2. Having said all that, I don’t want to loll around in bed all day, every day. I just want to do something that I want to be doing. So, my next objective, is to finish the four games I have that I’ve not yet finished, that were expensive, and that I REALLY want to play. You may say what you want about video/computer games, since I know there are many people who are against them. But you know what? To me, they’re stories. They’re stories I get to be in, get to participate in and get to anticipate and wait for what comes next and to be responsible for it. It’s like an extremely interactive Choose Your Own Adventure Book for me.

3. Take drawing lessons and maybe voice lessons. I’ve always wanted to know how to draw, and as for my voice… well, I’ve always been one of those people who sing along to everything – including making weird noises when the horns/piano/guitar are playing. But it’s scary, putting myself, my voice, a deep part of who I am, out there to be scrutinized and looked at and played around with. So this idea is still going around my brain and I’m thinking about it.

….and, the most important of them all:

4. I’m going to write. I’m going to make a schedule. I’m going to put aside two hours a day, every day, starting next week, and during those two hours I’m going to be dead to the world. I’ll take no calls, I’ll see no friends, I’ll make no excuses. Can I get up to make coffee? Sure. If I go on holiday, will I take a break? Possibly. But I’m treating this as a job. Not in a bad way – not at all. This is exciting me almost more than the rest of them. Because if I dedicate, say, half an hour to writing in my blog on an average day, then the other hour and a half will be going towards one of my bigger projects. There are three serious ones at the moment, and I’m going to have to play around with all of them and choose which one I want to be serious about right now. But I’m going to do this. I have to do this. I have to see that I’m able to do this and enjoy it. Because, as every writer I’ve ever heard has said, part of writing is just learning to sit your butt down and write. And write. And write.

**

So there it is. My summer schedule. All wrapped up in four nice points. Now I just have to stick with it.

Being Other

A toss of the hair, a gesture with the chin, a purse of the lips – these will suffice to change a person utterly from one thing to the other. From a shy, timid, slightly awkward person will emerge an attitude, a style, a replica of the actor onscreen. Confidence has nothing to do with it at that point – once someone changes, they’re in the moment and no matter what happens, the attitude will remain, the stance will stay upright and the chin raised.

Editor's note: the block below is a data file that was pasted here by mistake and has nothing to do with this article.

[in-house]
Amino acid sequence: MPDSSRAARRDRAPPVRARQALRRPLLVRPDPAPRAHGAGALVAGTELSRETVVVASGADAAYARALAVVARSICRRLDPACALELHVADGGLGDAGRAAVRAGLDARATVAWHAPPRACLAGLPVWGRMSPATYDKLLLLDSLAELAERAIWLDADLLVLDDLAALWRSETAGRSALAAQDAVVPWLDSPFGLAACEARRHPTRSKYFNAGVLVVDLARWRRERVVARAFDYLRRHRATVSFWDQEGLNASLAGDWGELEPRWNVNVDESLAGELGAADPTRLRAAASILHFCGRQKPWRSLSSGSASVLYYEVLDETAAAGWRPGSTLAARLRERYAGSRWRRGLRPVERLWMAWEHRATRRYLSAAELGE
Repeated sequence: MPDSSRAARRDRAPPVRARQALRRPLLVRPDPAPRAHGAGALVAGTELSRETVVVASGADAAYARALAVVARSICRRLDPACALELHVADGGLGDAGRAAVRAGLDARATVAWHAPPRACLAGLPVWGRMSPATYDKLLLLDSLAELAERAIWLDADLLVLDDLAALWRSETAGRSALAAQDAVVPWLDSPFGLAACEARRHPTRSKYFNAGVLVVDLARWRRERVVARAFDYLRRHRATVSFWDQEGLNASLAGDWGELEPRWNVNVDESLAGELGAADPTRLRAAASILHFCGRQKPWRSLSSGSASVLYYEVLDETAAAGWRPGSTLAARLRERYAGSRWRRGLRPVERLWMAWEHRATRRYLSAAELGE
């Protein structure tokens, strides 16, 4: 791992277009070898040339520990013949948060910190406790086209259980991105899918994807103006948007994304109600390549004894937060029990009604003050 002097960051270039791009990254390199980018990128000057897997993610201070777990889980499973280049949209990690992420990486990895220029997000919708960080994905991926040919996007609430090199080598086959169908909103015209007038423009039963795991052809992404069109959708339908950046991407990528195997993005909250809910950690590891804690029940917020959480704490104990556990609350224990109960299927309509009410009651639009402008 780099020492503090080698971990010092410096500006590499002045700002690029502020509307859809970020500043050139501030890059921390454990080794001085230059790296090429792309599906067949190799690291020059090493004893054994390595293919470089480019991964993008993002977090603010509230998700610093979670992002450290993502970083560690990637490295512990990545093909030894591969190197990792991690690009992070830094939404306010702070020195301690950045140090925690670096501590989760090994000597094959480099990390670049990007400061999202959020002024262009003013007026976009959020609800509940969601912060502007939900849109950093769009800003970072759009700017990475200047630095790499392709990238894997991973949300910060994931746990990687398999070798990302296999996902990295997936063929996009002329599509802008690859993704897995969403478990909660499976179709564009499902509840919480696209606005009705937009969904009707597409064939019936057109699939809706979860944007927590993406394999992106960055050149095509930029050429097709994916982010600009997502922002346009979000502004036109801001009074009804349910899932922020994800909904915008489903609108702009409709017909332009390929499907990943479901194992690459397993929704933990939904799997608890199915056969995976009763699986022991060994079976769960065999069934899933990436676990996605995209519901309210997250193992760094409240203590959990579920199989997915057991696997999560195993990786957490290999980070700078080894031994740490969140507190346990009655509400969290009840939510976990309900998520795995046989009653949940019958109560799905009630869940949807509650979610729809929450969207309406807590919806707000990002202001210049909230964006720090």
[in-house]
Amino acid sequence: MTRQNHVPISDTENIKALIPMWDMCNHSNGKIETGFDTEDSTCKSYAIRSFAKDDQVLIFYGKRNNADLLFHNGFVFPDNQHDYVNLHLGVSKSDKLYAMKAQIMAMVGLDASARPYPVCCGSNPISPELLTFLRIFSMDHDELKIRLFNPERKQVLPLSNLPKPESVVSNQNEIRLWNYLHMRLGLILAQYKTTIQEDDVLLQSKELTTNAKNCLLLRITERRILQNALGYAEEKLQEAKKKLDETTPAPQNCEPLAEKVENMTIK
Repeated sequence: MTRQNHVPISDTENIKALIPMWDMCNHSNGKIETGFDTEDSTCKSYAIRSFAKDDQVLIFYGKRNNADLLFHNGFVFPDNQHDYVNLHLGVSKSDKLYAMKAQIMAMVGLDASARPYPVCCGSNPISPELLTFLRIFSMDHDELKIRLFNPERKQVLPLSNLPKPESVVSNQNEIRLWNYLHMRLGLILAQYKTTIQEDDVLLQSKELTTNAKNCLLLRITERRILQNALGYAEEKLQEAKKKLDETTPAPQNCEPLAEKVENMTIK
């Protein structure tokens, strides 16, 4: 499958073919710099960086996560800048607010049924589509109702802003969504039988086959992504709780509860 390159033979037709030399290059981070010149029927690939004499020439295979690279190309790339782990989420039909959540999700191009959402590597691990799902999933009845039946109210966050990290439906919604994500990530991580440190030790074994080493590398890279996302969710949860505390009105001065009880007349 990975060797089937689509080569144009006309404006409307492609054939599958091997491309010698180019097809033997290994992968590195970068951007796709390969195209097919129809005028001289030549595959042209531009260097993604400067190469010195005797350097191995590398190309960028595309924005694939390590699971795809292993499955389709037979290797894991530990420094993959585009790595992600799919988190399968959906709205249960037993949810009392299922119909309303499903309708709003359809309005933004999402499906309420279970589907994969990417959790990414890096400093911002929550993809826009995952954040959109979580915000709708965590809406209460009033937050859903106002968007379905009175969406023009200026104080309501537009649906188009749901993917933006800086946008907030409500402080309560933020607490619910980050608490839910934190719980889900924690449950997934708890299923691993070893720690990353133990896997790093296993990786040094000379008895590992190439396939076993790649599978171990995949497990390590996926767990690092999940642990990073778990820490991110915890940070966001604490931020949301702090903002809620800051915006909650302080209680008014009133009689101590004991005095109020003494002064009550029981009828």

Such small things, such subtle mind-shifts and twists – on such things hangs the balance of a show. But once a person is out of self, succumbing to that infamous of Greek gods, Dionysus, and loses the identity of the self, then there is no pause, no doubt, no fear. Nonexistent wine gives the head its buzz and the body its confidence; nonexistent masks take over the face and expression; nonexistent muses come and spark drama or comedy at the needed times.

Being other is liberating. The fear before succumbing to that loss of self is overwhelming, almost paralyzing. The moment the threshold is crossed, however, the fear evaporates like a magician’s rabbit – instantly, utterly, although still biding its time somewhere hidden where the audience can’t see it.

Being other is mastering fear. Being other is being free.

Teenager Sarah – Chapter 1

“This old man… he played 8… he played knickknack on my gate… with a knick… knack… patty-whack, give the dog a bone, this old man came rolling home…” I drone on wearily, getting up to ten and then I’m forced to start all over by the fascinated three year-old I’m baby-sitting for.

I can’t believe I took this job. I have to baby-sit for Max 4 hours a day for the next two weeks until the toddler-daycare starts. I’ve already been at this for a week.

I like kids, don’t get me wrong, but Max is so tiresome! Little kids are supposed to like to sleep a lot, right? Well, not Maxi here. No, no, no, Max likes to PLAY: “I play on pony! I wanna play with puzzle! Make up a game, Sarah!” I’ve made up so many silly games, I’ve rocked him on his wooden-pony thing, I’ve helped him with his puzzles, and he STILL WANTS MORE.

At least I’m getting paid pretty well. I’m saving up for a new amp. I’ve got a really small, pathetic one- only 10V. My parents are ok with me getting a bigger, newer and better one, but they refuse to pay for it. They say that they paid for the guitar and the amp I have and that I should be satisfied. So I’m working my butt off in a baby-sitting job because I started looking for decent summer jobs too late and there was nothing left in my area.

“Sarah! Sing that song about the bucket! I wanna hear the funny-bucket song!” Max calls out after the fifth round of patty-whack. I try to understand what the hell the funny-bucket song is, and then I realize and start singing to him.

“There’s a hole in the bucket, dear Liza, dear Liza, there’s a hole in the bucket, dear Liza, a hole!” I continue on, singing the Henry parts in a deep voice and the Liza parts in a high-pitched voice, and Max loves every minute of it. He claps along and giggles and repeats “dear Liza” and “dear Henry” in the appropriate parts. When I’m done I open a puzzle for him and tell him that I’m going to make a phone call and that he can start the puzzle without me. He pouts, but starts fiddling with the puzzle-pieces anyway.

I walk to the kitchen and slump myself down at the table. I take the phone and dial Hannah’s number.

“Hello?” Hannah’s mom answers.

“Hi, it’s Sarah. Can I speak to Hannah?” I ask. Hannah’s mom sniffs disapprovingly at the sound of my voice, but calls Hannah to the phone nonetheless.

“Sarah? I knew it must be you; my mom had such a look on her face. She’s never going to get over what you – quote unquote- did to me.”